It seems that visual feedback using a mirror to reflect the intact limb in the place of the amputated or dysfunctional limb can ‘fool’ the brain into thinking that it is getting normal feedback and therefore reduce or replace pain with normal sensation.
I’ll post more on this technique in the future, but for now the article above gives a brief taste of it, while for those who are keen to find out more from a scholarly angle should think of reading “Mirror treatment of lower limb phantom pain: A case study” Malcolm MacLachlan; Dympna McDonald; Justine Walochc, Journal Disability & Rehabilitation, Volume 26, Issue 14 & 15 July 2004 , pages 901 – 904, or “A controlled pilot study of the utility of mirror visual feedback in the treatment of complex regional pain syndrome (type 1)” C. S. McCabe, R. C. Haigh, E. F. J. Ring, P. W. Halligan1, P. D. Wall and D. R. Blake, Rheumatology 2003; 42: 97-101. As you can see, this is not a new treatment!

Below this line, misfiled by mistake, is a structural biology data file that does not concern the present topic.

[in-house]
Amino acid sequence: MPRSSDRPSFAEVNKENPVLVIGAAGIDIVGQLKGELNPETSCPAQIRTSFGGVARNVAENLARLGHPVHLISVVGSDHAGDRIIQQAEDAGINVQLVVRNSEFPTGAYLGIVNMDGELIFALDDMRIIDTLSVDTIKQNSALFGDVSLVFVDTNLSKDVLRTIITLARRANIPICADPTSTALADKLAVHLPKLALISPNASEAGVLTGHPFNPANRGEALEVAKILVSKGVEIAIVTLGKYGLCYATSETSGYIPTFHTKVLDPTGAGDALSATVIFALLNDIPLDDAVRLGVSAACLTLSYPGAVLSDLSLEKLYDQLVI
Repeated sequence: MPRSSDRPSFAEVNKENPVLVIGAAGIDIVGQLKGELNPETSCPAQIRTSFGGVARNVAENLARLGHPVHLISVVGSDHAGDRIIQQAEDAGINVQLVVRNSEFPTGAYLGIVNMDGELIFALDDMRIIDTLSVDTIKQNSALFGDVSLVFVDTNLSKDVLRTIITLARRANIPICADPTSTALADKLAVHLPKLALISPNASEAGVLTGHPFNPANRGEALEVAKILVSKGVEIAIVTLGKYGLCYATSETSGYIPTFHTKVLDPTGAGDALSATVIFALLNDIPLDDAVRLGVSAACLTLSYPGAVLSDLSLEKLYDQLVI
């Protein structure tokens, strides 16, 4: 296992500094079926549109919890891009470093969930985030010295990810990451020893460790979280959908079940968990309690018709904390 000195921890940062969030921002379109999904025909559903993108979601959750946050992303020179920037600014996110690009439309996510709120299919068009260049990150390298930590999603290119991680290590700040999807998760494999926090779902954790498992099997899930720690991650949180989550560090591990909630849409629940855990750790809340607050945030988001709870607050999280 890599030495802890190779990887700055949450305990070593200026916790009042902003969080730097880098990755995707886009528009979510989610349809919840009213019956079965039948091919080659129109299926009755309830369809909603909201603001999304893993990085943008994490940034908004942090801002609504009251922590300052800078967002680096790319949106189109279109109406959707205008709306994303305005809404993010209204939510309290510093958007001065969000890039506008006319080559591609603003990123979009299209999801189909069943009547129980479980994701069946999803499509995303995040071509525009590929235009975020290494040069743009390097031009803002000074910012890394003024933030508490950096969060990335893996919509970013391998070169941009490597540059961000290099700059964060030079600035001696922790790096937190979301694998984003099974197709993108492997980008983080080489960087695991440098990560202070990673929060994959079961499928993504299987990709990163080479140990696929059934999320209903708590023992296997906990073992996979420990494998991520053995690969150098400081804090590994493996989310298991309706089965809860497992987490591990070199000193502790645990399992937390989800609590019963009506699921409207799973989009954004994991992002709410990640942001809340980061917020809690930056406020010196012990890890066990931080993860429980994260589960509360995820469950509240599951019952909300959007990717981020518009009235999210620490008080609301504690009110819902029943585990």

If you’re wanting something quite quick to read on it, this editorial by Moseley and Gandevia gives a pretty good outline of both the concept and the neurology underpinning the approach.
This approach continues to be interesting and provide some hope for people with what is otherwise a challenging pain to manage – a word of caution needs to be added though: some people experience very unpleasant responses to a mirrorbox, others have little change, and still others experience only temporary change. Mirrorbox treatment like any other approach to chronic pain can’t be seen as a ‘cure all’.
Don’t forget – comments, questions or your experience using some of the techniques mentioned in this blog are welcome! I do respond well to comments! 🙂